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U.S. Forest Service

Plant of the Week

Map of the United States showing states. States are colored green where the species may be found. Aureolaria pedicularia var. intercedens range map. USDA PLANTS Database.

Fern-leaved False Foxglove (Aureolaria pedicularia var. intercedens) Fern-leaved false foxglove mass in bloom. Photo credit: Alice Schori.

Fern-leaved False Foxglove (Aureolaria pedicularia var. intercedens) Fern-leaved false foxglove in bloom one year following wildfire on Rattlesnake Mountain in Rumney, New Hampshire, on the White Mountain National Forest. Photo credit: Alice Schori.

Fern-leaved False Foxglove (Aureolaria pedicularia var. intercedens) Close-up of flowers of fern-leaved false foxglove (note the hairy flowers and buds). Photo credit: Amanda Weise.

Fern-leaved False Foxglove (Aureolaria pedicularia (L.) Raf. var. intercedens Pennell)

By Alice Schori

Fern-leaved false foxglove is a member of the interesting broomrape family (Orobanchaceae), almost all of which are parasitic or hemiparasitic. This family was formerly included within Scrophulariaceae, the figworts, a group which has been broken up recently on the basis of further study and DNA analysis. Although fern-leaved false foxglove has chlorophyll, it is hemiparasitic, receiving part of its food or water through attachment to the roots of various species of oaks (Quercus).

The scientific name Aureolaria means golden, referring to the color of the flowers. The specific epithet pedicularia, meaning lice, refers to the plant’s (especially the leaves’) similarity to Pedicularis (lousewort). The species was formerly called Gerardia pedicularia and can be found under that name in older floras or field guides. The common name refers to the fern-like leaves and the foxglove-like flowers, but alternative names such as northern oakleech or fern-leaved oakleech reflect its hemiparasitic habit.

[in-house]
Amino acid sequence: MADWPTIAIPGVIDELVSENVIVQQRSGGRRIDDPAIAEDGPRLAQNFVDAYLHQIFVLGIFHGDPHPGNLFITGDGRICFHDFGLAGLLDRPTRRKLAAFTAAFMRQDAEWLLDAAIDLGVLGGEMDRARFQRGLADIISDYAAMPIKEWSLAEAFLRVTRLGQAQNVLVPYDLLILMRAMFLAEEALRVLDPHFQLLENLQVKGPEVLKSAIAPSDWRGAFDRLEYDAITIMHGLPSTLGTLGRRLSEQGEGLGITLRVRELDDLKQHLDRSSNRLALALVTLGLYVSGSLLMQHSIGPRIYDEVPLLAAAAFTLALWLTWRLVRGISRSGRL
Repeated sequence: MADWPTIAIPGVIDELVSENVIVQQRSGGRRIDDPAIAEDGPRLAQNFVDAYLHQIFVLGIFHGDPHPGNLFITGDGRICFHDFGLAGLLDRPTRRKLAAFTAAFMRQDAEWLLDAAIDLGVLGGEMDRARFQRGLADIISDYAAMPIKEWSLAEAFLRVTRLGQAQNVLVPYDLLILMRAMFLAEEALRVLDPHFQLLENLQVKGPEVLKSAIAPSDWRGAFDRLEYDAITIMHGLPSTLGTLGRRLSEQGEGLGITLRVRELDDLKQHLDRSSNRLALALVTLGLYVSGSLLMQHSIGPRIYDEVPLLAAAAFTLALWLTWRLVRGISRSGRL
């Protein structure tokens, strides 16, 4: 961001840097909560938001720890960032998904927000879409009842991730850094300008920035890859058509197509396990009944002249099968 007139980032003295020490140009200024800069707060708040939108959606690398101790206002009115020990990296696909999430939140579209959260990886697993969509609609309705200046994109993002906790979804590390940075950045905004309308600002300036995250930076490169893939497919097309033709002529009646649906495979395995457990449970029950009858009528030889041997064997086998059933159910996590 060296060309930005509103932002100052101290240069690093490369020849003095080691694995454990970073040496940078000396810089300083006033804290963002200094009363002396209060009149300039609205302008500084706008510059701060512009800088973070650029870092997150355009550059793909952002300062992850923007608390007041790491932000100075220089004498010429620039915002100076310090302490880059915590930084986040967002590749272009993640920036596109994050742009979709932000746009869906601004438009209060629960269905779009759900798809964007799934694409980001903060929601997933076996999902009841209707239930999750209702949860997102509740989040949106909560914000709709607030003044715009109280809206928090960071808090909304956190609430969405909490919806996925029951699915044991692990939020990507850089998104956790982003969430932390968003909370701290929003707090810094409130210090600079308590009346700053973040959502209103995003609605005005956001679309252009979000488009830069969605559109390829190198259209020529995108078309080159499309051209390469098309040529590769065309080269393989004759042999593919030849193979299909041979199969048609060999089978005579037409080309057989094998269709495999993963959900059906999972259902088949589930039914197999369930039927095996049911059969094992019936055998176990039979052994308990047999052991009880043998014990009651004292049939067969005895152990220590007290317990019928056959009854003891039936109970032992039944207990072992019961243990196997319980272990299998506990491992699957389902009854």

Fern-leaved false foxglove is a showy annual (possibly sometimes biennial), 40 inches, or 1 meter tall, erect, and much branched. The upper portion of this variety is covered with abundant glandular hairs, making it feel sticky. Stems are round, light green to pale purplish green. The main leaves can be up to almost 2½ inches long (3 to 6 centimeters), fern-like, and deeply lobed with 5-8 pairs of lobes. The leaves are opposite and stalk-less, though lower leaves may have short stalks. The yellow flowers, sometimes marked with brown or red-brown, are 5-parted, 1 inch to 1½ inches long, about ¾ inches wide, with spreading, slightly uneven lobes shorter than the tube, and are glandular-hairy on the outside surface. Flowers arise singly from leaf axils on upcurved pedicels (stalks). Seed capsules are glandular-hairy, about ½ inches long, and contain tiny wingless seeds.

Bumblebees and possibly other bees pollinate fern-leaved false foxglove flowers. They are attractive to butterflies and possibly hummingbirds. Flea beetles are known to feed on Aureolaria species; an aphid, Aphis gerardiae, is specific to this species; and, the caterpillar of the Noctuid moth Rhodoecia aurantiago bores into the seed capsules of Aureolaria species.

Fern-leaved false foxglove’s connection to oak roots probably helps explain why this plant grows well in dry upland woods with oak and relatively open canopy, often on rocky slopes, ridges, outcrops, and summits or in sandy areas. The species thrives in fire-prone communities and experiences population explosions following burns. Its range extends from southern Maine to eastern Minnesota and south to Florida and Louisiana. It is listed as endangered in Iowa; threatened in Minnesota; special concern in Maine, and is on the watch list in New Hampshire. In the northeast, it blooms in August and September. Dead stalks turn black and often persist into the following summer, so the plant can be found year-round.

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